There is one scene in the movie where the narrator takes a cue from Donald Miller’s Blue Like Jazz and sets up a “confession booth” at a gay pride event.  The catch is that those at the event aren’t the ones confessing: Dan himself confesses and apologizes for the wrongs Christians have done to gays and lesbians.  He also apologizes for things he’s done, such as making gay jokes.

It was a novel idea, and it seemed like it got a positive response.  Those watching the movie lauded the act as something incredibly courageous.  I recognize that for some, apologizing comes hard.  Not for everyone, though.  After the event, my wife commented that for her, apologizing would be much, much easier than saying tough, yet loving words that someone might not want to hear.  Why?  The former would most likely gain her the good thoughts of others, whereas the latter might get her rejected.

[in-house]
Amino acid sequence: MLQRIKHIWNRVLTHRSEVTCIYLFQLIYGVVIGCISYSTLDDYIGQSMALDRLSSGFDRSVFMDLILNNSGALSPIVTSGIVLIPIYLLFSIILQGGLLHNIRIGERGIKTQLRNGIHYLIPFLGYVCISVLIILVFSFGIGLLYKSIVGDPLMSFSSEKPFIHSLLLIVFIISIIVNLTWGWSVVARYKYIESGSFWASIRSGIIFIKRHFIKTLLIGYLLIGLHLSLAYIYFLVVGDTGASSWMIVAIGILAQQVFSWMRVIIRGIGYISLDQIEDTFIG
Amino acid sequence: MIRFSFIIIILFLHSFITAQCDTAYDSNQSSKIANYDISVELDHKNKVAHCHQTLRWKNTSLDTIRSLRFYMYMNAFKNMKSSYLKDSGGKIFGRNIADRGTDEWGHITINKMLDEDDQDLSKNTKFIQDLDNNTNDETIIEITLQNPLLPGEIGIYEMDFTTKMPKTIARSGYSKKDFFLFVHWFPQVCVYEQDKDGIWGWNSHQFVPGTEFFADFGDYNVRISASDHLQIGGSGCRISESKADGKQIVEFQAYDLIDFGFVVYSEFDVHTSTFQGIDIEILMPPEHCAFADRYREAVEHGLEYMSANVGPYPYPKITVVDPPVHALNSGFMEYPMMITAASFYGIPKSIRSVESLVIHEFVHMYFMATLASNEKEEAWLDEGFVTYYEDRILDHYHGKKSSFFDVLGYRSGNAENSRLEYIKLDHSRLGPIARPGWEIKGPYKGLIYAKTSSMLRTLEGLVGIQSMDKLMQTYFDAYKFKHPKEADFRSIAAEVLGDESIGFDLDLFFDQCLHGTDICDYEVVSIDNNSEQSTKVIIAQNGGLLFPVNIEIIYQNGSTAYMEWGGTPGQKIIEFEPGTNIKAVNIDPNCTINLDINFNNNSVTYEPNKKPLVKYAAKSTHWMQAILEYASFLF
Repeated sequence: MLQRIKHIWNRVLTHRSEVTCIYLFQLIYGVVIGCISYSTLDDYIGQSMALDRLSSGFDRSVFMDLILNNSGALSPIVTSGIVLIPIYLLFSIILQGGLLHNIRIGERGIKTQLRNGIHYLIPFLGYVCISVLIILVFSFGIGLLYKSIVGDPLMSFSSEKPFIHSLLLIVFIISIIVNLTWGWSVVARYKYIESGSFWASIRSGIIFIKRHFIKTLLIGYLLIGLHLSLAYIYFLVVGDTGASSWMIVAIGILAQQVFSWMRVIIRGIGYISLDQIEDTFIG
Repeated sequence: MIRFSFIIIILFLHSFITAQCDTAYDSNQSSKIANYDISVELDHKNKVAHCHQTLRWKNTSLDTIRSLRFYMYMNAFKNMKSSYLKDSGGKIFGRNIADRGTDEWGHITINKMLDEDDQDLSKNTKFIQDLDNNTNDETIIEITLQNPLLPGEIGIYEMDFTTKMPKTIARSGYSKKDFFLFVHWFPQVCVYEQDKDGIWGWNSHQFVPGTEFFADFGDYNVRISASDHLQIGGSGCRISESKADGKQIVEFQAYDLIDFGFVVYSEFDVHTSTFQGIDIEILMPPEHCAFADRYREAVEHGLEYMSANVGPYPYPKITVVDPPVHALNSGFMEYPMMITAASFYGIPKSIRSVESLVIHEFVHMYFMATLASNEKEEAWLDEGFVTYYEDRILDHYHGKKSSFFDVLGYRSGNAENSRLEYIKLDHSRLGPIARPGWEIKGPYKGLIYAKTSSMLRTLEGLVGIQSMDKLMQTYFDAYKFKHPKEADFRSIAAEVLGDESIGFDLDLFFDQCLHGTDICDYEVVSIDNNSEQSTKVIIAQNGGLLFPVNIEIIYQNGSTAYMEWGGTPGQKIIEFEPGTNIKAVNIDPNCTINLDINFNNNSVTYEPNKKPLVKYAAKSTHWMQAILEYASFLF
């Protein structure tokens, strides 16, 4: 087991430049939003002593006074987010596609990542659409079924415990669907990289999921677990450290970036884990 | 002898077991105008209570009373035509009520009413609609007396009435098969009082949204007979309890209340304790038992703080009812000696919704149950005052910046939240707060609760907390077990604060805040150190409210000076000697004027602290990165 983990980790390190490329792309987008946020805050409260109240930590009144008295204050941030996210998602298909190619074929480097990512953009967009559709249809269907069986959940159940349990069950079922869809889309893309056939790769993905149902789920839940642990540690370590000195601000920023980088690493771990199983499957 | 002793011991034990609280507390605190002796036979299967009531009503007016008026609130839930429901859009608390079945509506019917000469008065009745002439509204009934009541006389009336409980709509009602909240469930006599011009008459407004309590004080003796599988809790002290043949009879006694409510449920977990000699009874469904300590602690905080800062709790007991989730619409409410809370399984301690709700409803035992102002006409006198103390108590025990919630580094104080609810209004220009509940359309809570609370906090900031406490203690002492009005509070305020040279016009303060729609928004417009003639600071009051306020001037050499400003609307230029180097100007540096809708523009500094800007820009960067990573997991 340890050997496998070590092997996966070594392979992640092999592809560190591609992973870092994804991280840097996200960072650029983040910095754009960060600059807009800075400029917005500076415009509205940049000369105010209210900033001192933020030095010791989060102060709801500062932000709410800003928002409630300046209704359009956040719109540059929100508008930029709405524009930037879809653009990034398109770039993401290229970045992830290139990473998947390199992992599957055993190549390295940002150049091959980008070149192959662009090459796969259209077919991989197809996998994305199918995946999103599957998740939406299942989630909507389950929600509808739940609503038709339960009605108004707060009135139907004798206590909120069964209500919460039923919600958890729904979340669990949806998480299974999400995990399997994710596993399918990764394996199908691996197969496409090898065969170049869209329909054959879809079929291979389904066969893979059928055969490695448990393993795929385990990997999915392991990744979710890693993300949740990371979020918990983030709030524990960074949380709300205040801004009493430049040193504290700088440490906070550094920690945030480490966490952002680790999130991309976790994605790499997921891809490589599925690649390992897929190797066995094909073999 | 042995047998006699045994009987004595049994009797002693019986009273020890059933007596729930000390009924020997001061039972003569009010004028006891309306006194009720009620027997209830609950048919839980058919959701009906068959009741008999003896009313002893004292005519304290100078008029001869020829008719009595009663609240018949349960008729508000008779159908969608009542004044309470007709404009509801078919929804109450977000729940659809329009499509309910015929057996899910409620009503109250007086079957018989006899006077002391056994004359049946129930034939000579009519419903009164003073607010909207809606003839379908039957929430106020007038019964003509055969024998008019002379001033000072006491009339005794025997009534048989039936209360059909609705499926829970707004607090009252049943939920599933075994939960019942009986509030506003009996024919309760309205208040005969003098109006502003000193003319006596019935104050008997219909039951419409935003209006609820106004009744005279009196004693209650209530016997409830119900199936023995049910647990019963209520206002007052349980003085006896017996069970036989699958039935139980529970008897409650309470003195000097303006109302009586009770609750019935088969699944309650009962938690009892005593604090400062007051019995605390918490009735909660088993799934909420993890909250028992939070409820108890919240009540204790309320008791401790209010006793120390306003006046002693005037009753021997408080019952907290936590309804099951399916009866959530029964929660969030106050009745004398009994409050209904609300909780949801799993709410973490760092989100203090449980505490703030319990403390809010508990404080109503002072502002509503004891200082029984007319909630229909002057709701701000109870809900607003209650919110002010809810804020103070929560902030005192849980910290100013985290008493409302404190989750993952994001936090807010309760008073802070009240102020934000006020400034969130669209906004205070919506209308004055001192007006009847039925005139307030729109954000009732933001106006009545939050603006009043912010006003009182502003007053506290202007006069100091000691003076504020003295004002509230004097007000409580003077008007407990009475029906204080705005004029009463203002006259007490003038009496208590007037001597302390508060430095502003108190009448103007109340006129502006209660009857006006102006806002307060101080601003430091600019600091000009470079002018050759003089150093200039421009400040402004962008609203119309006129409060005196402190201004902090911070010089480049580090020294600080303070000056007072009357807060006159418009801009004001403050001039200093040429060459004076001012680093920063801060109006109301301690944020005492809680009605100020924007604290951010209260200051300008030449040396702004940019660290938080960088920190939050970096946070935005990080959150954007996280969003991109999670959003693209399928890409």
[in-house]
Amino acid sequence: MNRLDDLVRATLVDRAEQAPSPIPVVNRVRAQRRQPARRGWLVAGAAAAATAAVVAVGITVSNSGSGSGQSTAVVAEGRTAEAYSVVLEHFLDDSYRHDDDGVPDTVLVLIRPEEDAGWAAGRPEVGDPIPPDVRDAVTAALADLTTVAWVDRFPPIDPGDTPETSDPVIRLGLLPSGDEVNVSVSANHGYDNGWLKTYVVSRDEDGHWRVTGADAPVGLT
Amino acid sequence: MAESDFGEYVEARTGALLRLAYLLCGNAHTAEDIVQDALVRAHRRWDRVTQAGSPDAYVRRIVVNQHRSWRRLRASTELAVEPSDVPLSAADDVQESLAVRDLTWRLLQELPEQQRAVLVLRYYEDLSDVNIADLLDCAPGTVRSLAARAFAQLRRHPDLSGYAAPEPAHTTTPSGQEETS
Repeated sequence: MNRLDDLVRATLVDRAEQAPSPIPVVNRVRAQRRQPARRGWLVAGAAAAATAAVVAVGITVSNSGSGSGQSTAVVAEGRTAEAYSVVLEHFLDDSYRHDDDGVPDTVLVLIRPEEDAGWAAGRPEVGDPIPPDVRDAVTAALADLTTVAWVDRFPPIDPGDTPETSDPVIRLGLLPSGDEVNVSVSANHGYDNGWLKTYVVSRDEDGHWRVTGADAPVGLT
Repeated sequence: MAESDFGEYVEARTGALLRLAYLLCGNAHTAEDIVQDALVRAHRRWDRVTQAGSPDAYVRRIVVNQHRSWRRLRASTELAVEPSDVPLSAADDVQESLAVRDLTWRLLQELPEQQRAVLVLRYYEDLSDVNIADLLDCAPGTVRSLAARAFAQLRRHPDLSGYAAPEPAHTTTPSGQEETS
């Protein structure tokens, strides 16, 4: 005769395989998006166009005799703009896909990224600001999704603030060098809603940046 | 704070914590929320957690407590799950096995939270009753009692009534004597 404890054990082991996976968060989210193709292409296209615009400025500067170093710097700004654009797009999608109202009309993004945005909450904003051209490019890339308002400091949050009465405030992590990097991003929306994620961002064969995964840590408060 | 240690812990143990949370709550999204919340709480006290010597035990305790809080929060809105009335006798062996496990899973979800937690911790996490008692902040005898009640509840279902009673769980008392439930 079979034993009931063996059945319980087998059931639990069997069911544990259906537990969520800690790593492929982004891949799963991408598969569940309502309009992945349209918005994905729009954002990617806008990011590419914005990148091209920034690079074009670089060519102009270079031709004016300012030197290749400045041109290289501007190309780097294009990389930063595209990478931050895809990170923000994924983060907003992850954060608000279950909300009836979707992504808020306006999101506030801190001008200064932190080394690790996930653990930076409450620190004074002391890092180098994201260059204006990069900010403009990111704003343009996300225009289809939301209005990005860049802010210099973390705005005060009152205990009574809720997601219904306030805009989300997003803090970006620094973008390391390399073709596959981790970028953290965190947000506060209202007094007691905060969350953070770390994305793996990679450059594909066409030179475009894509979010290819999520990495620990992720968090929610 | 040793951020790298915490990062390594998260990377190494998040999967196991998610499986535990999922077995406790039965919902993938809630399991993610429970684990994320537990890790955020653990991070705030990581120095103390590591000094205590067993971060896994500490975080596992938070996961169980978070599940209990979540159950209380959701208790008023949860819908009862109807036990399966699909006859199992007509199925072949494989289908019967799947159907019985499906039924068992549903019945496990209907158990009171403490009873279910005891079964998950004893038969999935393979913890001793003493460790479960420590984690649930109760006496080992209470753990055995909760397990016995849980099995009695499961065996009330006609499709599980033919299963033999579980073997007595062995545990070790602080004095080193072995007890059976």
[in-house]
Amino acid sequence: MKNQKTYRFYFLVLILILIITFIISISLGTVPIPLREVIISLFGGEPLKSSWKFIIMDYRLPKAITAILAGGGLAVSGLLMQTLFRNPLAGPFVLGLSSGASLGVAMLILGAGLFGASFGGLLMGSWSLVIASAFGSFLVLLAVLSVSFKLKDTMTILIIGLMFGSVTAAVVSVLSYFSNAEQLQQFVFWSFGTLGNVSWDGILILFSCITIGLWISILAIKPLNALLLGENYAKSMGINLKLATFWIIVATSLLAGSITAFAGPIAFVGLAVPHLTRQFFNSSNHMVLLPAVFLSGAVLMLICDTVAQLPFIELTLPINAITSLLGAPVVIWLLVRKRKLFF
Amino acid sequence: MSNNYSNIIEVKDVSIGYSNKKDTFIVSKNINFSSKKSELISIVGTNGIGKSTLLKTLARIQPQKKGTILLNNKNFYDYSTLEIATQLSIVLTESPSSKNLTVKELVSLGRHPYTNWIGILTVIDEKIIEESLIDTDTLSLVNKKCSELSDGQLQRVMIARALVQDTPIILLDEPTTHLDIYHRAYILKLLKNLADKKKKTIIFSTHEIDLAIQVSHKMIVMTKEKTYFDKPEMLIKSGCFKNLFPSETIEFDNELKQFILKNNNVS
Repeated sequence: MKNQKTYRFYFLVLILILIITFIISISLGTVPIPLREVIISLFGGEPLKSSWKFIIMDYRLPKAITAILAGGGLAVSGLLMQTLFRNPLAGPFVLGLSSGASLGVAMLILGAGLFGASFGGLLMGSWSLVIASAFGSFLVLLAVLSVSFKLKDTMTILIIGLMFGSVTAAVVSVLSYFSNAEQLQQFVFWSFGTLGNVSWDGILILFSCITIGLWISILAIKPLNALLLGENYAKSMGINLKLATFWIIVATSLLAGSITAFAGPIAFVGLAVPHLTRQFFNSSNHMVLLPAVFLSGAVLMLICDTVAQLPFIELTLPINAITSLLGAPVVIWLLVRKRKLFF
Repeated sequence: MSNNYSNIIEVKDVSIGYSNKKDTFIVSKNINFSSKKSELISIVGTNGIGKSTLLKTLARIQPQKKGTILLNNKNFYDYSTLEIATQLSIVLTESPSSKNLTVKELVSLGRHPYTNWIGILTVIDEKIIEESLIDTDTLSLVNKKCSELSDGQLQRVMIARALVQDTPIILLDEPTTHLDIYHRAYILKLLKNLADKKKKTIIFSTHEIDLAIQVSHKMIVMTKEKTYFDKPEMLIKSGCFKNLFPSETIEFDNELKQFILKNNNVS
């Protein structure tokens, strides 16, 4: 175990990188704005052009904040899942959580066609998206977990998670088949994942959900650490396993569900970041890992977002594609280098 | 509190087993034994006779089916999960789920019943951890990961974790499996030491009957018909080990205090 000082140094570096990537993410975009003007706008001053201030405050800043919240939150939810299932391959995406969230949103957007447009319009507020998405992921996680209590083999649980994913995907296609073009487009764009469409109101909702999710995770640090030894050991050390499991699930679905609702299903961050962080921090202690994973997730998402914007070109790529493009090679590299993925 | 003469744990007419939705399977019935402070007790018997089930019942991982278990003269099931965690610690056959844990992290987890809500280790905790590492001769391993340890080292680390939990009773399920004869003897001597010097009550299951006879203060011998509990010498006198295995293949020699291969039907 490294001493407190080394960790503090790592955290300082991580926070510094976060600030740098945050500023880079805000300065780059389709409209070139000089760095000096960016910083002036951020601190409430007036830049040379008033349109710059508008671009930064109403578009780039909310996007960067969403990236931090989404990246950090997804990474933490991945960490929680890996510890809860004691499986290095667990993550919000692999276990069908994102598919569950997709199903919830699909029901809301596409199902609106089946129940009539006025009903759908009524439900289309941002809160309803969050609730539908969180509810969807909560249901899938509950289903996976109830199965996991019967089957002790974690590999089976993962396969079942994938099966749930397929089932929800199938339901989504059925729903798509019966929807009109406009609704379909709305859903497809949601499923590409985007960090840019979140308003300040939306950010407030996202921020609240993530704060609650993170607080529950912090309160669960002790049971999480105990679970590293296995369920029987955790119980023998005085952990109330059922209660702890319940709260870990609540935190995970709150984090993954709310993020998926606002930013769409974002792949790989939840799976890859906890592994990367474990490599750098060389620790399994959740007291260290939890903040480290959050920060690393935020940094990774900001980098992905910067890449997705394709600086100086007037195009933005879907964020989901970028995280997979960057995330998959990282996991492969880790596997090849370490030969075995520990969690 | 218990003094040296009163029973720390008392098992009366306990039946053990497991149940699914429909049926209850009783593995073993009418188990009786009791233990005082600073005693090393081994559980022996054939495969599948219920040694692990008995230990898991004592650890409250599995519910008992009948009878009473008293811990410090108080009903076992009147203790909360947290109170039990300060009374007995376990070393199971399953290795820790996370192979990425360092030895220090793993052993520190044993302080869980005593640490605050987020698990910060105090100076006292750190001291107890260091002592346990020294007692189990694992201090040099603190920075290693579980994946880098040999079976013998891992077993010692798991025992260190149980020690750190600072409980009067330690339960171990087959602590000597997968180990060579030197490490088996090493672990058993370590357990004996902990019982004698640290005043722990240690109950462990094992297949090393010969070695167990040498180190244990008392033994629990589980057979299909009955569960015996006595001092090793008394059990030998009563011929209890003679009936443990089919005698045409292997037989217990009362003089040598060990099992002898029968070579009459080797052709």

I am not saying that it would have been appropriate for Dan to instead get up on a soapbox and read Romans 1.  In that atmosphere, best to leave that one be.  It’s just that I don’t know why everyone acts like moral disapproval, tough words about sin, etc are easy!  Relatively few are going to reject you for doing things like giving out cups of water, saying “Jesus loves you,” and apologizing for past hurts…and those things are all the rage these days.  Not that we shouldn’t do all that, but people like that stuff…they don’t like to hear that the path they have autonomously chosen is the path of destruction and rebellion.  For Christians who want to be well liked (read: most of us), that makes it very tempting to cheer the nice stuff but shun the tough stuff.